If we’re reading the tea leaves correctly, President Barack Obama’s budget plan contains some good news and perhaps a bit too much bad news. And at the core of this financial configuration is a compromise to rein in the often stubborn Republicans.

First the good news: It is rumored that on Wednesday, the president will present a budget to grow our economy, improve the employment picture and further bolster middle-class Americans. According to several pundits, the budget will also include an expansion of early childhood education, and this increase will be facilitated by a hike on the cigarette tax.

Now the bad news: To get any of this done, the president will propose a chained Consumer Price Index (CPI) for Social Security along with the sacrifice of $400 billion from Medicare over the next decade.

While such a plan may appeal to Republicans, it has aroused Democrats and labor leaders, and the other day, more than 2 million signed petitions were delivered to the White House protesting the planned cuts.

In our story this week on Social Security, we explain the dangers of the chained CPI Social Security cuts, but given its importance to our seniors, it bears repeating.

The cuts in Social Security begin less ominously, with a modest reduction of benefits by only 0.3 percent in the first year. But for average workers retiring at 65, according to the nonpartisan Center for Economic Policy and Research, that’s a loss of $650 a year by the time they hit 75 and a loss of more than $1,100 by the age 85.

Such decreases for those on a fixed income can be devastating, and so we join those petitioners demanding the president to reconsider this proposal and find some other way to bring the Republicans to the table with an agreement.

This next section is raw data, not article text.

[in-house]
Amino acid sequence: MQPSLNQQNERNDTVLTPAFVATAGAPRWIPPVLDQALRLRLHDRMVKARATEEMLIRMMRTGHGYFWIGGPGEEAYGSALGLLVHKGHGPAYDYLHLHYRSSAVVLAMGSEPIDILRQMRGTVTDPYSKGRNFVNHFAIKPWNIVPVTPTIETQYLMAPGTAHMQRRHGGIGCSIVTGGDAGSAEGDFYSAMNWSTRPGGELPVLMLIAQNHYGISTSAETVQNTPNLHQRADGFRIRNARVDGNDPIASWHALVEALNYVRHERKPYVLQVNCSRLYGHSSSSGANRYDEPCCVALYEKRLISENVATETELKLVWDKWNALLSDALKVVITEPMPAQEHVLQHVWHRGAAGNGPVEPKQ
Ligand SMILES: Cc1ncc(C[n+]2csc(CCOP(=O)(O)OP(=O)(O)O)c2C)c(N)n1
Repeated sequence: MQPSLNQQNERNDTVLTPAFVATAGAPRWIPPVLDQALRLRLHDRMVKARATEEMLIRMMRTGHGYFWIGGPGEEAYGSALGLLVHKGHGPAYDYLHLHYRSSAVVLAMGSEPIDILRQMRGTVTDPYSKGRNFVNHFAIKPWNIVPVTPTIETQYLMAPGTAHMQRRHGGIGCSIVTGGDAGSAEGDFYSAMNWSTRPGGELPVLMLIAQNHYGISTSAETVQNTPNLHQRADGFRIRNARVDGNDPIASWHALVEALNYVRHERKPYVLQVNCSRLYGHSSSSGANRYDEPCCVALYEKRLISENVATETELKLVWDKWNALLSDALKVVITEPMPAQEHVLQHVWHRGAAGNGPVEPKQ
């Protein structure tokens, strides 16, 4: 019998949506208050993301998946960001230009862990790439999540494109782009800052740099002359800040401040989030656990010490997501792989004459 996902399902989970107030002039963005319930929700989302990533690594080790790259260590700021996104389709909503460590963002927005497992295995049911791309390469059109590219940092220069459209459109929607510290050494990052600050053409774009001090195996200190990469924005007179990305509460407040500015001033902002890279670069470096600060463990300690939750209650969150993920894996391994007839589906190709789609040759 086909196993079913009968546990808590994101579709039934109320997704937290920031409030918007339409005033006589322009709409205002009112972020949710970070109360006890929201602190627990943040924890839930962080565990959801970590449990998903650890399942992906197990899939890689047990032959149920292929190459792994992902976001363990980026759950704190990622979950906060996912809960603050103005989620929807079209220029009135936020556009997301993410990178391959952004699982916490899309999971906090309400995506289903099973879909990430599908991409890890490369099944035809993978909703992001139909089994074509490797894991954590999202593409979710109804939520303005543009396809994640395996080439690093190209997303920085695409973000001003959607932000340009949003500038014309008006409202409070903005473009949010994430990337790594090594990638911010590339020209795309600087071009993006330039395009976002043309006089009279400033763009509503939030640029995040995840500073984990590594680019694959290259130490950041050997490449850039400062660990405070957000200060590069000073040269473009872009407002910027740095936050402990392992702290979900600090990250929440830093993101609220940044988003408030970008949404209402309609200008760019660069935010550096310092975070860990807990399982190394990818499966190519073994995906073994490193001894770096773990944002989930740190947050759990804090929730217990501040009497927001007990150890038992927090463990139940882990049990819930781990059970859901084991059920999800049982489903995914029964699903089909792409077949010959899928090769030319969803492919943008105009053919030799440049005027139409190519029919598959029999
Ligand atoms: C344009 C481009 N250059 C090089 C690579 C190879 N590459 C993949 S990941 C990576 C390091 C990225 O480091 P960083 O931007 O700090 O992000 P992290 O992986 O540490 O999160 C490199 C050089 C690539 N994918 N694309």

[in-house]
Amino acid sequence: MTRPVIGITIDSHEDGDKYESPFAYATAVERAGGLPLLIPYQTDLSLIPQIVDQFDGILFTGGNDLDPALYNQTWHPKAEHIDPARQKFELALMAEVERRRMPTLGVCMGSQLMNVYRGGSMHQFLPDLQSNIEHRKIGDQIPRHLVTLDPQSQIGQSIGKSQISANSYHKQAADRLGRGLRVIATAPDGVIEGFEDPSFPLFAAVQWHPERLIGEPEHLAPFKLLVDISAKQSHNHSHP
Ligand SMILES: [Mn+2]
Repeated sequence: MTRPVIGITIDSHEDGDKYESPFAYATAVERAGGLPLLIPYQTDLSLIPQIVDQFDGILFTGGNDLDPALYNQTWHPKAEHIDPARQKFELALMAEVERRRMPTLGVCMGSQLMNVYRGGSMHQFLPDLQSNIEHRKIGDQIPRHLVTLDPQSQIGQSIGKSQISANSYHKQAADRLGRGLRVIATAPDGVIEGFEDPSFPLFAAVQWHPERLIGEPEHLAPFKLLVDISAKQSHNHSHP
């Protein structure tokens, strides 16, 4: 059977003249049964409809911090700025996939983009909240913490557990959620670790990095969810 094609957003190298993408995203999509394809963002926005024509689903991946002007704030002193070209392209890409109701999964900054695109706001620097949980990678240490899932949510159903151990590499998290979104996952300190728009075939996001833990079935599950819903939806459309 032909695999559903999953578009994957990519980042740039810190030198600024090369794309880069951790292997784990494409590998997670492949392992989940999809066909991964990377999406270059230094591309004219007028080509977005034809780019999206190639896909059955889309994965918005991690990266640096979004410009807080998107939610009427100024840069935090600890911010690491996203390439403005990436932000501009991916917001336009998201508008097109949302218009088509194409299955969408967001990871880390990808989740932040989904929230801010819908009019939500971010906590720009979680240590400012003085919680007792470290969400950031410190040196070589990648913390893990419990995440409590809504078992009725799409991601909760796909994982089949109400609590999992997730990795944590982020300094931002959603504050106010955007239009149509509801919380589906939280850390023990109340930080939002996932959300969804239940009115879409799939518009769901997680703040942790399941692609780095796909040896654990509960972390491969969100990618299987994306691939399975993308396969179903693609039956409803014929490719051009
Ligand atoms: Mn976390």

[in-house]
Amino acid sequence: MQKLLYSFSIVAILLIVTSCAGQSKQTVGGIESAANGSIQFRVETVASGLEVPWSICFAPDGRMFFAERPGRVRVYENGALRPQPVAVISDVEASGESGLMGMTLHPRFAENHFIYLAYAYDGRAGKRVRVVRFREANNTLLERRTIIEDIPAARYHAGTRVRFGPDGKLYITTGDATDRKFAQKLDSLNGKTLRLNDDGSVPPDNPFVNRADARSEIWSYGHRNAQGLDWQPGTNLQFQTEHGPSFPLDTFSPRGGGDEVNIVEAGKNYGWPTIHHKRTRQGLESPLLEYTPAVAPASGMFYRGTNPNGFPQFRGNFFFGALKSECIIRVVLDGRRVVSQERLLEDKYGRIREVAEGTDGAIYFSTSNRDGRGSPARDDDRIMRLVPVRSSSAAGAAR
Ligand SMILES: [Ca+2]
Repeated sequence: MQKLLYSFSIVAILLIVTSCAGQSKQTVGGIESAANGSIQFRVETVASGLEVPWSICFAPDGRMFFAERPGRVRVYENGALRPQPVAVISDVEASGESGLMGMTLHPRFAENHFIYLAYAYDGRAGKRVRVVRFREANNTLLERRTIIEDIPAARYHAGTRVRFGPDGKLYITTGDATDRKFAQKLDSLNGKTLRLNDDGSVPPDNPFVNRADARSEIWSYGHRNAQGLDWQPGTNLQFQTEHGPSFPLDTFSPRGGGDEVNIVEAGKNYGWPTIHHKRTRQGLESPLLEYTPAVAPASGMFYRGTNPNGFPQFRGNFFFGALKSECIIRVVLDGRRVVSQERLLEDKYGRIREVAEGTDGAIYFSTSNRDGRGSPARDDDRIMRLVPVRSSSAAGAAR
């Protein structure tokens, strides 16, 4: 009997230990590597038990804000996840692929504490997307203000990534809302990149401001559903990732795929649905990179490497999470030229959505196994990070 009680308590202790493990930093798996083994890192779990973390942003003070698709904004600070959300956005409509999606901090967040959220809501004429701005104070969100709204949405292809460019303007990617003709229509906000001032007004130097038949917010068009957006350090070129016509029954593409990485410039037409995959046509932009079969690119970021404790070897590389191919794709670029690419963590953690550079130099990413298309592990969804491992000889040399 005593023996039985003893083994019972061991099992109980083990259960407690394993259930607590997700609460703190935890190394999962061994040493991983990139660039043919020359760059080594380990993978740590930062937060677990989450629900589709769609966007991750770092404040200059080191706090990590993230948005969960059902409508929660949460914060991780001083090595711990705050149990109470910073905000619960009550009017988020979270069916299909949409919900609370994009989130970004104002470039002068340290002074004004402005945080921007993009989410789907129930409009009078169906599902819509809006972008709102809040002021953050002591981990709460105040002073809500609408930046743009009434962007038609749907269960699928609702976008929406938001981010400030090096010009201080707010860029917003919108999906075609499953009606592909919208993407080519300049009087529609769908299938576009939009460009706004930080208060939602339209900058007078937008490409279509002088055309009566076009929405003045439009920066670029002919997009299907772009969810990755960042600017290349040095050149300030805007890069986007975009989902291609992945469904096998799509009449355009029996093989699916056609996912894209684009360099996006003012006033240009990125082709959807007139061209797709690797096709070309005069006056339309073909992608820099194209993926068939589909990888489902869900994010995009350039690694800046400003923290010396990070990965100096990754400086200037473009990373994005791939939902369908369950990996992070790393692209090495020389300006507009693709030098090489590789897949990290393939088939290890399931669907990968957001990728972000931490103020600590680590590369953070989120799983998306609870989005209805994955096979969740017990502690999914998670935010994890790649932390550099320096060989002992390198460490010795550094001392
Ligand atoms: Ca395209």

During a recent televised appearance, Damon Silvers, the policy director for the AFL-CIO, summarized what we feel is the right reaction to the president’s plan.

“It is unconscionable to ask seniors, people with disabilities and veterans who are barely making it to be squeezed even tighter at a time when corporations and the wealthiest 2 percent are not paying their fair share of taxes, despite soaring profits,” Silvers wrote. “It’s bad policy to make cuts that will weaken our economic recovery.

“The majority of Americans oppose cuts to our country’s most important family protection programs. It’s time to make some noise about it,” he added. “We need to invest in America’s working families, not pull the rug out from under them.”

From the very beginning of his two terms, Obama often cited the magnificent achievements of FDR, particularly his New Deal, which helped to rescue the nation from the Great Depression. Now he threatens to tamper with a signature piece of Roosevelt’s recovery act, threatening to unravel a precious safety net for our seniors.

Not only is this unconscionable, as Silvers notes, but it is reprehensible; if this is proposed, it will leave an irredeemable mark on Obama’s legacy.

Mr. President, why not take into consideration some other measures to appease the recalcitrant Republicans? We have to be concerned about any plan you propose that can find someone like Sen. Lindsay Graham applauding it.

Please Mr. President, you have promised on more than one occasion never to mess with Social Security, Medicare and Medicaid, and now cuts to all of them seem imminent. This is your last term in office, so don’t ruin it with cuts that will live with you forever and live just as long with those enduring them.